BG Reads + BG Podcast | News You Need to Know (January 16, 2019)
(RUN TIME - 27:30)
Today's BG Podcast features a conversation with Austin City Council Member Jimmy Flannigan (D6).
Sworn in on January 6, 2017 to a four year term, Council Member Flannigan represents Austin's Council District 6, encompassing Northwest Austin, including both Travis and Williamson Counties.
The Council Member and Bingham Group CEO A.J. Bingham discuss the impact new faces on the Council dais will mean, as well as 2019 policy predictions.
This episode was originally recorded on January 2, 2019.
Mayor Adler Declares 'Austin FC Day' As City Officially Gets Major League Soccer Team (KUT)
Major League Soccer is officially coming to Austin.
"Austin is a perfect fit for Major League Soccer and Major League Soccer is a perfect fit for the city of Austin," MLS Commissioner Don Garber announced at an event today.
Austin FC, the league's 27th team, is expected to begin play at its new McKalla Place stadium in the 2021 season. It will be the city's first professional major league sports team…
Federal Authorities Have Closed Investigation Of The Austin Serial Bomber (KUT)
Federal authorities have closed their investigation into the series of bombings across Austin last year, finding Mark Conditt had no overarching ideological motivation and acted alone.
In a Jan. 10 filing, U.S. Attorney John Bash said law enforcement closed its investigation after finding "no evidence of communications or links between Conditt and any international terror groups or domestic hate groups."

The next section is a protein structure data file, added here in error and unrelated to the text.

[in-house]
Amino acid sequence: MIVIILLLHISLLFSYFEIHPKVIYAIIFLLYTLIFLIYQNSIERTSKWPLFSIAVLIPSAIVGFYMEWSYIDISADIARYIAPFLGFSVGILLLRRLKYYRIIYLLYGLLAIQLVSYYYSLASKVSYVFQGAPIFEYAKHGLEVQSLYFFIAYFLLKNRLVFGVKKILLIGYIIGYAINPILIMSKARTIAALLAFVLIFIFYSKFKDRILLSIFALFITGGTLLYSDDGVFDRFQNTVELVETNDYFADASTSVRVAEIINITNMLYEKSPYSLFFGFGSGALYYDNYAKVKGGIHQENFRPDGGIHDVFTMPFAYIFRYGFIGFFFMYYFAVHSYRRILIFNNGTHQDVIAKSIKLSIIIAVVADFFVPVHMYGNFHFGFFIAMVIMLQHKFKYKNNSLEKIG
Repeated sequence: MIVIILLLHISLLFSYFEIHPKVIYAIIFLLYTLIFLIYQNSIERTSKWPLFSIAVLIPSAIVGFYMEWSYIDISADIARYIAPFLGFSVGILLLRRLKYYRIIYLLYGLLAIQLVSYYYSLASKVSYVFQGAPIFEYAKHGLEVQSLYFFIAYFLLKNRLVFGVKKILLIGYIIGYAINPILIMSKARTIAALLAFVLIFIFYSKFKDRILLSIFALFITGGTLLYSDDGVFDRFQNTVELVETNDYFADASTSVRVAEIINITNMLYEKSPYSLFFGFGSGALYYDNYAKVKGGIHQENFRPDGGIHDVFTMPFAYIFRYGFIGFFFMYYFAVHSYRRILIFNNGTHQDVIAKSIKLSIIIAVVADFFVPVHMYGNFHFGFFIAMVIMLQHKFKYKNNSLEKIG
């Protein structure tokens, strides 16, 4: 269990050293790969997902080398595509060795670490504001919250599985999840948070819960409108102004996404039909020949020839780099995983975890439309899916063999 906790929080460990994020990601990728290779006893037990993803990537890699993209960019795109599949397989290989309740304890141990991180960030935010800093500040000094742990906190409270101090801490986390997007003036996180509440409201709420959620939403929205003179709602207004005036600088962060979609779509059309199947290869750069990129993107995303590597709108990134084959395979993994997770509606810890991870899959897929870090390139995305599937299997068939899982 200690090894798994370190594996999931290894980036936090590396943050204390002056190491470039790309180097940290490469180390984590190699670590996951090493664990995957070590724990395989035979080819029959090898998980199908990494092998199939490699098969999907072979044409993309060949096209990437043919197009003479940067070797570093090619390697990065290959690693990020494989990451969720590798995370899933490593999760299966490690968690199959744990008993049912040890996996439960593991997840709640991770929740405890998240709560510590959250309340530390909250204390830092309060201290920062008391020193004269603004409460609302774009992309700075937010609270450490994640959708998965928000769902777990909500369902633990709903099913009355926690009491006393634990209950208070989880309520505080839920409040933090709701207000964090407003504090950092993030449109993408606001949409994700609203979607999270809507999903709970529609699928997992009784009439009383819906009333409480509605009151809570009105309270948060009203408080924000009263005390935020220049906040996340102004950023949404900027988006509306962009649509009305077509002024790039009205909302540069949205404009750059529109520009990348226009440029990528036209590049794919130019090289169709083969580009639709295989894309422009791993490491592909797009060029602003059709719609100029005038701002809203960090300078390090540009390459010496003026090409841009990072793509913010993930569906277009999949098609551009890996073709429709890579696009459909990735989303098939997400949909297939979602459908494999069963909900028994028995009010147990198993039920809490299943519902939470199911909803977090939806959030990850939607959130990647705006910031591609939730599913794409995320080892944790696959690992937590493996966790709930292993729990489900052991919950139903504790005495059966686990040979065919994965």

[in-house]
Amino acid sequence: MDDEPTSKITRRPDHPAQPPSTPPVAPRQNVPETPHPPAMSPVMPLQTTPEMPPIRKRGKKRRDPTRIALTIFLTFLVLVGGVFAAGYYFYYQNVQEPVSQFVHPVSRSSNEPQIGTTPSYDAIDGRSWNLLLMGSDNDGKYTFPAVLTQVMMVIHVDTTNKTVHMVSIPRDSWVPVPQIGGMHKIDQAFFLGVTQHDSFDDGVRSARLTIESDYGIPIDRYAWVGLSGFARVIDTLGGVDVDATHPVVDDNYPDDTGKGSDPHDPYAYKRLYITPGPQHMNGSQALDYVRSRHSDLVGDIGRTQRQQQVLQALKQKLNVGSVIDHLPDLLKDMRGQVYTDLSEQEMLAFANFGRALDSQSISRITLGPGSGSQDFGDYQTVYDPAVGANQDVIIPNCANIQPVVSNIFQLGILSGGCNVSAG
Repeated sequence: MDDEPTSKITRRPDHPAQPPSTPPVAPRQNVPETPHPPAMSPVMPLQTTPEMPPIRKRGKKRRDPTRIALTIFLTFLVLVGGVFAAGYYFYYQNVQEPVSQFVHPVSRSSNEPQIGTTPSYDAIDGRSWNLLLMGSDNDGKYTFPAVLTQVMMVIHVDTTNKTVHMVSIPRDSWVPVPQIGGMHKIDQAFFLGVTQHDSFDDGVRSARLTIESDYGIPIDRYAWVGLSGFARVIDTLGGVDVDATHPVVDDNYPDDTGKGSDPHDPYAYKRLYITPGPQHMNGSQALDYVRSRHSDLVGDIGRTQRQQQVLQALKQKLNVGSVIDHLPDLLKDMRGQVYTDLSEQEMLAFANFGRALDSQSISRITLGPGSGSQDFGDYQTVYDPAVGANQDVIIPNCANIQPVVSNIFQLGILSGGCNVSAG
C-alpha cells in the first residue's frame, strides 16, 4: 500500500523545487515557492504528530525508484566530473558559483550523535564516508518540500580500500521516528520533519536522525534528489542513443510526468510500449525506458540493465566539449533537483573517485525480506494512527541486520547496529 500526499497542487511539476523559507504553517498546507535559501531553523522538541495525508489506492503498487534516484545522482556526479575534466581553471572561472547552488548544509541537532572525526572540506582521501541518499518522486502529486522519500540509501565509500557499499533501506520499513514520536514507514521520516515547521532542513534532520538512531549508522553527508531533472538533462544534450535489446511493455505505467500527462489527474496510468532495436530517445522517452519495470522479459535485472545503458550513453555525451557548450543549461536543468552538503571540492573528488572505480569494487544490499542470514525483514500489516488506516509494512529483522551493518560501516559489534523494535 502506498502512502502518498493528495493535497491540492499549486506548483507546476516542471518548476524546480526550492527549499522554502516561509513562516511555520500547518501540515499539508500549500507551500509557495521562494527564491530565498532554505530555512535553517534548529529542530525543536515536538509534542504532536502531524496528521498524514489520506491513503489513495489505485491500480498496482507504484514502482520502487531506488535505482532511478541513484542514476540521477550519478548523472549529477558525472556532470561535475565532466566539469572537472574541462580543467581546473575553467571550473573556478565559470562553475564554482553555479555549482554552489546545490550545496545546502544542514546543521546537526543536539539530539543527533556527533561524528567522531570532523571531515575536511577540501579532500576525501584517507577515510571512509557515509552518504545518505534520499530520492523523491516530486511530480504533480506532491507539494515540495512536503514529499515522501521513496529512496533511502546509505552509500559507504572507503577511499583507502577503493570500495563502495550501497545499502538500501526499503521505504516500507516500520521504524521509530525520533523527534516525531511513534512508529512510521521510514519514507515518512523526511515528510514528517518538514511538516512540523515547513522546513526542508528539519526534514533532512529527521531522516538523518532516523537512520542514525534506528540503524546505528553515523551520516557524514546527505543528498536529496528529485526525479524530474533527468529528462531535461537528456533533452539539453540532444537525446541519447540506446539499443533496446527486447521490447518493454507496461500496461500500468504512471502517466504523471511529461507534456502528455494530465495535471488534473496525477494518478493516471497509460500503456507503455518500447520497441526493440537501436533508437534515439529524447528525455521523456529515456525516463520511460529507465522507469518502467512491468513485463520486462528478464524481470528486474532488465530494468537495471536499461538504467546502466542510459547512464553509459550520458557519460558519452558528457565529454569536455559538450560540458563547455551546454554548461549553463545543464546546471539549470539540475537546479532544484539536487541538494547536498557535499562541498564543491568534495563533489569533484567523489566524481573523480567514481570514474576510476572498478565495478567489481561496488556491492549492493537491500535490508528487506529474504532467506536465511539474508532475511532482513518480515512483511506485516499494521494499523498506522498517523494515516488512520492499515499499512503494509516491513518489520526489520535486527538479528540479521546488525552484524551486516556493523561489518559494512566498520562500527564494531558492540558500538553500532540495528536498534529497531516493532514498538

In the early hours of March 21, Conditt detonated an explosive device, killing himself in Round Rock on I-35 after a police pursuit…
Austin’s strategic mobility plan hits home stretch (Austin American-Statesman)
Monday marked milestone for the Austin Transportation Department and its ongoing effort to create a guidepost document that will shepherd transportation development in the city for the next 20-plus years.
Public comment on the Austin Strategic Mobility Plan — or ASMP as it is known at City Hall — closed Sunday. While transportation staffers will still be listening to concerns from the public, Monday brings the beginning of the home stretch for a planning process that has been ongoing for more than two years and has cost roughly $800,000.
The plan is the first all-encompassing, long-term transportation project the city has undertaken since 1995. It will be put to the Austin City Council for approval — likely in the spring — after staffers prepare a final draft in February…
At inauguration, Gov. Greg Abbott promises "we are going to get this done" on school finance and property taxes (Texas Tribune)
On a brisk, cloudy morning, Texas Gov. Greg Abbott and Lt. Gov. Dan Patrick were sworn in Tuesday to second terms leading the nation’s second-largest state. Amid the pomp and circumstance — the crowd flanked by bands from the state’s two flagship universities; an enormous Texas flag strewn over the north side of the Capitol building; a sea of onlookers, some in Stetson hats, turbans or baseball caps — leaders promised a stern, unified focus on bread-and-butter policy questions.
How can the state better fund an education system for its millions of public school students — while upping pay for hundreds of thousands of teachers? And will this be the year that Texas taxpayers get meaningful relief from a crushing property tax burden?
The state’s top leaders, who have been careful to project a united front on those must-do policy issues, promised that this session will bring satisfying resolution to the concerns they said they’ve heard from taxpayers across the state…